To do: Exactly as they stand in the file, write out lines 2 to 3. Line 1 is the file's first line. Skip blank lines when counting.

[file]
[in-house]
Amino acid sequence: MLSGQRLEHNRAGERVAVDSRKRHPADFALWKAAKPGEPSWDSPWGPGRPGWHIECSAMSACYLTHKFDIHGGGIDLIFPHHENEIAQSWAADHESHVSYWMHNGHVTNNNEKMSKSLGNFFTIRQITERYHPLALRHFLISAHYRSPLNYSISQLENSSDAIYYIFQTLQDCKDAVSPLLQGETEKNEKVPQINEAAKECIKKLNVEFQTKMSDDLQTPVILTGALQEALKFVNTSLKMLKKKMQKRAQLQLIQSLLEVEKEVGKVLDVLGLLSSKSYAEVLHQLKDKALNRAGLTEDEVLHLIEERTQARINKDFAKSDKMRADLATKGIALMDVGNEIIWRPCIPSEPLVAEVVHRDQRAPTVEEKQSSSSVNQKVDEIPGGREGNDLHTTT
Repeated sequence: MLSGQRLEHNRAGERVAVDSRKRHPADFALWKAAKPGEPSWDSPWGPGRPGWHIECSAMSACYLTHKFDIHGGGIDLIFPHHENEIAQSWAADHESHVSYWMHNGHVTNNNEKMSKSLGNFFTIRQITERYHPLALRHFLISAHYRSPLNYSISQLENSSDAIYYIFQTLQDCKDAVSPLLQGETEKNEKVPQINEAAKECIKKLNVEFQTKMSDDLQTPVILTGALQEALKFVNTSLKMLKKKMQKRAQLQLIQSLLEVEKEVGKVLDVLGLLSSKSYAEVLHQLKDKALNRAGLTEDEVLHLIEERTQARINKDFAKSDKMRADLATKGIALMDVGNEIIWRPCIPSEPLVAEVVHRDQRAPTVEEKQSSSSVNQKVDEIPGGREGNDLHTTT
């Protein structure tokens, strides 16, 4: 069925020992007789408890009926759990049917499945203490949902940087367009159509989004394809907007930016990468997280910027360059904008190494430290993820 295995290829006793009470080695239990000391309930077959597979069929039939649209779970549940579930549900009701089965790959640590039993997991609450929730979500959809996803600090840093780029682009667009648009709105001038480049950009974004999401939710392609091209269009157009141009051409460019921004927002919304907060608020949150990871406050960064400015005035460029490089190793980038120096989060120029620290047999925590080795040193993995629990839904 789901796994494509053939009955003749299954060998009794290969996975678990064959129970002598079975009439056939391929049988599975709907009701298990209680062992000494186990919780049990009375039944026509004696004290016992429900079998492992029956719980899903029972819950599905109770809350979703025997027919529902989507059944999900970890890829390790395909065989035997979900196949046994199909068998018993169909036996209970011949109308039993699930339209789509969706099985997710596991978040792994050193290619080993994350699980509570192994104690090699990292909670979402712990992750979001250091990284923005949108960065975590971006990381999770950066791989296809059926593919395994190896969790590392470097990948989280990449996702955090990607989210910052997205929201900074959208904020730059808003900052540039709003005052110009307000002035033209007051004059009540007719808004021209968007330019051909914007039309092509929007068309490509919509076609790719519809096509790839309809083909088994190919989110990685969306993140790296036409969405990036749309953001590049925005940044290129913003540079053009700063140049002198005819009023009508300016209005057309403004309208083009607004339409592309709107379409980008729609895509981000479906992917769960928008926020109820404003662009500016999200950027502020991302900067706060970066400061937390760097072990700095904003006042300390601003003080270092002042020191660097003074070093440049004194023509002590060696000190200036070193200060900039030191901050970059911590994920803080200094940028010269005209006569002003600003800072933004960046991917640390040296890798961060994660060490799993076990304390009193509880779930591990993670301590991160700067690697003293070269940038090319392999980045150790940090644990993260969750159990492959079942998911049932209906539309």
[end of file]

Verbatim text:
Amino acid sequence: MLSGQRLEHNRAGERVAVDSRKRHPADFALWKAAKPGEPSWDSPWGPGRPGWHIECSAMSACYLTHKFDIHGGGIDLIFPHHENEIAQSWAADHESHVSYWMHNGHVTNNNEKMSKSLGNFFTIRQITERYHPLALRHFLISAHYRSPLNYSISQLENSSDAIYYIFQTLQDCKDAVSPLLQGETEKNEKVPQINEAAKECIKKLNVEFQTKMSDDLQTPVILTGALQEALKFVNTSLKMLKKKMQKRAQLQLIQSLLEVEKEVGKVLDVLGLLSSKSYAEVLHQLKDKALNRAGLTEDEVLHLIEERTQARINKDFAKSDKMRADLATKGIALMDVGNEIIWRPCIPSEPLVAEVVHRDQRAPTVEEKQSSSSVNQKVDEIPGGREGNDLHTTT
Repeated sequence: MLSGQRLEHNRAGERVAVDSRKRHPADFALWKAAKPGEPSWDSPWGPGRPGWHIECSAMSACYLTHKFDIHGGGIDLIFPHHENEIAQSWAADHESHVSYWMHNGHVTNNNEKMSKSLGNFFTIRQITERYHPLALRHFLISAHYRSPLNYSISQLENSSDAIYYIFQTLQDCKDAVSPLLQGETEKNEKVPQINEAAKECIKKLNVEFQTKMSDDLQTPVILTGALQEALKFVNTSLKMLKKKMQKRAQLQLIQSLLEVEKEVGKVLDVLGLLSSKSYAEVLHQLKDKALNRAGLTEDEVLHLIEERTQARINKDFAKSDKMRADLATKGIALMDVGNEIIWRPCIPSEPLVAEVVHRDQRAPTVEEKQSSSSVNQKVDEIPGGREGNDLHTTT